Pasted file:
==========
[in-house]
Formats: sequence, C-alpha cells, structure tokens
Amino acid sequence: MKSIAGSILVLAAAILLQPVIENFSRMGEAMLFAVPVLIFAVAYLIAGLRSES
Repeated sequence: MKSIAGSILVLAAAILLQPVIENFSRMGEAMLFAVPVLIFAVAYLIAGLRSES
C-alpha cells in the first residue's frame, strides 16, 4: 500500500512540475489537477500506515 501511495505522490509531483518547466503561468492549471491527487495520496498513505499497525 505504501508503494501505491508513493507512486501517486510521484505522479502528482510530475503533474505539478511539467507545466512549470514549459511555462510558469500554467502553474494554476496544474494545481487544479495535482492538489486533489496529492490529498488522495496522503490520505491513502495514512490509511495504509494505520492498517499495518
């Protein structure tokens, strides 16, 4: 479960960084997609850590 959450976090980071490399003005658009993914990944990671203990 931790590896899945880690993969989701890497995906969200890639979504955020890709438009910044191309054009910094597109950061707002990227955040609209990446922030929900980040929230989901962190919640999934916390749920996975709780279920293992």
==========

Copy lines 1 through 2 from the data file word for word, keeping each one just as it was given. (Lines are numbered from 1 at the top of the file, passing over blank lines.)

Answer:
[in-house]
Formats: sequence, C-alpha cells, structure tokens